It is estimated that about two-thirds of all deaths from air pollution are taking place in Asia, with China accounting up to 1.2 million people of premature death from exposure to outdoor air pollution. The impact of air pollution on the welfare of all the inhabitants on the planet can no longer be denied. Alternative sources of energy have to be used in order to reduce the carbon footprint of fossil fuels around the world. The Geothermal Energy Association (GEA) has released a report highlighting the benefits geothermal energy provides to public health and the environment.
The Air Emissions Comparison and Externality Analysis claims geothermal energy is one of the least polluting and most environmentally friendly forms of energy currently being produced. The report says dry steam and flash geothermal plants only put out trace amount of greenhouse gases (GHG), while found binary geothermal plants produce almost no emissions. The analysis estimates the state of California and Nevada benefit from clean energy in a number of ways totaling around $117 million annually.
Compared to coal-fired plants of equal size dry steam and flash geothermal energy only emit around 5 percent of the carbon dioxide, 1 percent of the sulfur dioxide and lower than 1 percent of the nitrous oxide, and binary geothermal plants produce emissions that are near zero. The health benefit to the surrounding population where the plants are located is invaluable.
"Geothermal energy carries a smaller environmental footprint than other energy sources, such as coal or natural gas. The absence of a fuel cycle reduces the impacts on transportation infrastructure, and geothermal power plants can use recycled waste water to reduce environmental impacts on water resources and treatment costs," said Benjamin Matek, GEA's geothermal industry analyst and author of the updated report.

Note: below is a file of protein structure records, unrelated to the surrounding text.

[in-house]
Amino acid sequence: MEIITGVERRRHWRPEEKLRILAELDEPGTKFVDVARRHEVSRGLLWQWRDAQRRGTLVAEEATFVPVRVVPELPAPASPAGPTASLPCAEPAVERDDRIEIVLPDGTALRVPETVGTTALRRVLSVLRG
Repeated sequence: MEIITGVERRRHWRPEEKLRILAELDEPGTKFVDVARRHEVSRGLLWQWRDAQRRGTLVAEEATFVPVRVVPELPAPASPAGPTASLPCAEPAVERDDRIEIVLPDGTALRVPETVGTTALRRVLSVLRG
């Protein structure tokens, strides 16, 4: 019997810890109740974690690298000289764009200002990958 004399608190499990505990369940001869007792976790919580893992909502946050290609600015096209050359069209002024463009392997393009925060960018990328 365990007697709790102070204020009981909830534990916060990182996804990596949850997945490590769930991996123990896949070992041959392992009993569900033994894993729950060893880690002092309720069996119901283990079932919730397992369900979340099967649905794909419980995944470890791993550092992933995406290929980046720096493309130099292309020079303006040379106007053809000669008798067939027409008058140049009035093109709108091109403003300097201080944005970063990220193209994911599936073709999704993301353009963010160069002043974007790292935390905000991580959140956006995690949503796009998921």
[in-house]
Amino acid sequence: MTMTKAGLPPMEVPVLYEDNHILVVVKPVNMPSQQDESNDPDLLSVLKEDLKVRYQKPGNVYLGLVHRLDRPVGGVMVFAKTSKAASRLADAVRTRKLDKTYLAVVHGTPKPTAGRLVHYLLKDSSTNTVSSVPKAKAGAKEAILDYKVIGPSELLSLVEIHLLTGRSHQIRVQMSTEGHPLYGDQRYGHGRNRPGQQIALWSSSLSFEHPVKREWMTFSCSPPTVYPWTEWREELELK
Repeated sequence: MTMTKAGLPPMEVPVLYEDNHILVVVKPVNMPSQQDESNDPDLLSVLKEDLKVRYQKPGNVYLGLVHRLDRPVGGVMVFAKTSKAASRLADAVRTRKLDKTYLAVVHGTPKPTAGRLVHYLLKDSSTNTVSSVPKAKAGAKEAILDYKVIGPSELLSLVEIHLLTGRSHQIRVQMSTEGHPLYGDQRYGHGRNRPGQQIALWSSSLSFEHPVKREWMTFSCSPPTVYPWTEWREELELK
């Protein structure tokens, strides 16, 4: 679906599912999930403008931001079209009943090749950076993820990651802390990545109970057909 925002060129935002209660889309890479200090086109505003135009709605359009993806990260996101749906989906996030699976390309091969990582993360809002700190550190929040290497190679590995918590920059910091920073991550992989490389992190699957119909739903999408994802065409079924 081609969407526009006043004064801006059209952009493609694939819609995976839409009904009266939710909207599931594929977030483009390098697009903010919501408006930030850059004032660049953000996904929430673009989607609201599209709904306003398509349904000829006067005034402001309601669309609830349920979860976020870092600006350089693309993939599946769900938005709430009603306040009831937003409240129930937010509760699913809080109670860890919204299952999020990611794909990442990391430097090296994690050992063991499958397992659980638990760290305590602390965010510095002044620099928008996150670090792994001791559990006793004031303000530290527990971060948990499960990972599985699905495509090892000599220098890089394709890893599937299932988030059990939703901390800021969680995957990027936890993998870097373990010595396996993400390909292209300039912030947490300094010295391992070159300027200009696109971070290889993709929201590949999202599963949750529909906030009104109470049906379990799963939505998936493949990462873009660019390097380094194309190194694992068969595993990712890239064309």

Besides protecting the population, geothermal plants cause less land degradation, provide a wide range of fuel diversity and reduce foreign energy dependency. The benefit of producing geothermal compared to fossil fuels is worth 3 ½ cents for coal and one cent for natural gas per kWh. Externality benefits geothermal plants provide by avoiding fossil fuel emissions amounts to $88 million a year for California and $29 million to Nevada.
"Energy production and use is a major source of environmental and public health damage, and geothermal energy is a truly remarkable resource because it harnesses the power of the Earth to produce large amounts of power with virtually no impact. Geothermal has tremendous untapped potential to provide energy without adding harmful elements into the environment," said GEA Executive Director Karl Gawell.
Edited by Rachel Ramsey